Black Agenda Radio Commentaries
News, analysis and commentary on the human condition from a black left perspective.
iraqi electionA Black Agenda Radio commentary by Glen Ford
On January 16 of next year, Iraqis will vote in national elections and a referendum on whether to send the Americans home by the end of 2010 – a year earlier than the U.S. expected. “There is no doubt – none whatsoever – that overwhelming majorities of Iraqis will vote to evict the American occupiers.” But the U.S. anti-war movement can take little of the credit.
Iraqis to Vote on Early U.S. Exit
A Black Agenda Radio commentary by Glen Ford
Will Washington just give up the occupation and slither away?”
The American occupation of Iraq may be ending much sooner than Washington anticipated – but little thanks to the U.S. anti-war movement, which has in recent years made itself largely irrelevant to issues of war and peace. The Shi'ite-dominated government in Baghdad is asking Iraq's parliament to hold a popular referendum this coming January that will almost certainly demand the withdrawal of U.S. forces by the end of 2010, a year before the Obama administration's fuzzy target date of December, 2011. That means all U.S. military, not just so-called “combat” forces – the semantic farce deployed by the Obama administration to disguise a huge U.S. military and mercenary presence deep into the misty future.
There is no doubt – none whatsoever – that overwhelming majorities of Iraqis will vote to evict the American occupiers, whose flimsy and coerced United Nations “mandate” to remain in Iraq expired last December. That means there is no longer even a veneer of legal basis for the U.S. presence, once the Iraqis say it's time to go.
Despite what you have heard and seen and read in the U.S. corporate media, the great mass of Iraqis have always wanted the Americans out. Nobody on the planet except Americans ever believed the U.S. was in Iraq to protect anything other than American ambitions to dominate the land and resources of other peoples. The current regime in Baghdad promised the Iraqi people it would hold a referendum on the American presence this summer, but delayed the plebiscite to buy more time to consolidate their position, politically and militarily. The January 16 referendum will coincide with Iraq's national elections. Prime Minister Nouri al-Maliki's faction could not hope to win those elections unless it allowed a vote on ridding the country of the U.S. Occupation.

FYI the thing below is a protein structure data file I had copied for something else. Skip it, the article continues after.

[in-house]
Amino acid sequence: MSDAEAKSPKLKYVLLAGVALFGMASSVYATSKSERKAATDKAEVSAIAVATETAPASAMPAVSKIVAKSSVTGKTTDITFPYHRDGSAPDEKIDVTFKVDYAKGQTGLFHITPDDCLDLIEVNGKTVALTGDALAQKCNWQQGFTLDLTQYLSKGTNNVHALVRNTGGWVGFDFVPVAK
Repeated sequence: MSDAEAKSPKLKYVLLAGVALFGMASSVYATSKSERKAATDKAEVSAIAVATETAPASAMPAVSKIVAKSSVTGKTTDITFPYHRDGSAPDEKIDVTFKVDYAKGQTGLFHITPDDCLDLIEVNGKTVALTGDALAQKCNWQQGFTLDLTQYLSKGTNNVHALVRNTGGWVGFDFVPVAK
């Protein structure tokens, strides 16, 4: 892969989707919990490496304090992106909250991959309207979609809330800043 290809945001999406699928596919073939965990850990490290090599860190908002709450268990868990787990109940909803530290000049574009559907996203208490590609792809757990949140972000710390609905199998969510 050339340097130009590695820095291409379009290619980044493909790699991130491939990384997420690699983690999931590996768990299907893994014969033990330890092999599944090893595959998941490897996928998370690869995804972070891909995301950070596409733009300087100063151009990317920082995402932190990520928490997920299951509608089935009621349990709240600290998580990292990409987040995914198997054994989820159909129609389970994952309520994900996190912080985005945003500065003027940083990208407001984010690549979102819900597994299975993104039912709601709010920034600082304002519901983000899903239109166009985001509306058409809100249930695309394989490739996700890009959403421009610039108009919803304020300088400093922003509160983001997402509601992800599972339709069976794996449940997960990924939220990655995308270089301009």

There is no doubt that overwhelming majorities of Iraqis will vote to evict the American occupiers.”
The Obama administration is no more in favor of Iraqis expressing their political will through the voting process than was the Bush administration, which only agreed to popular elections back in 2005 after Ayatolla al-Sistani threatened to bring a million Shi'ites into the streets of Baghdad. President Obama and his generals have applied every conceivable pressure to avoid a referendum on the occupation. Now it appears the clock is ticking – not in the Obama White House, where it could always be turned back on some pretext, but in Baghdad, where al-Maliki's government must show it is on the side of the people, and not the occupier.
None of the Iraq developments of the last two years were due to the U.S. anti-war movement, much of which effectively collapsed into the Obama campaign and then disintegrated.
When the Iraqi people declare at the polls in January that the Americans must pick up their marbles and leave, will Washington just give up the occupation and slither away? That's not in the nature of the imperial beast. But the U.S. will find it much more difficult to claim it is protecting the people whose house it broke into and plundered in March of 2003. 
For Black Agenda Radio, I'm Glen Ford. On the web, go to

BAR executive editor Glen Ford can be contacted at

Direct download: 20090819_gf_IraqiReferendum.mp3
Category:general -- posted at: 10:51pm EDT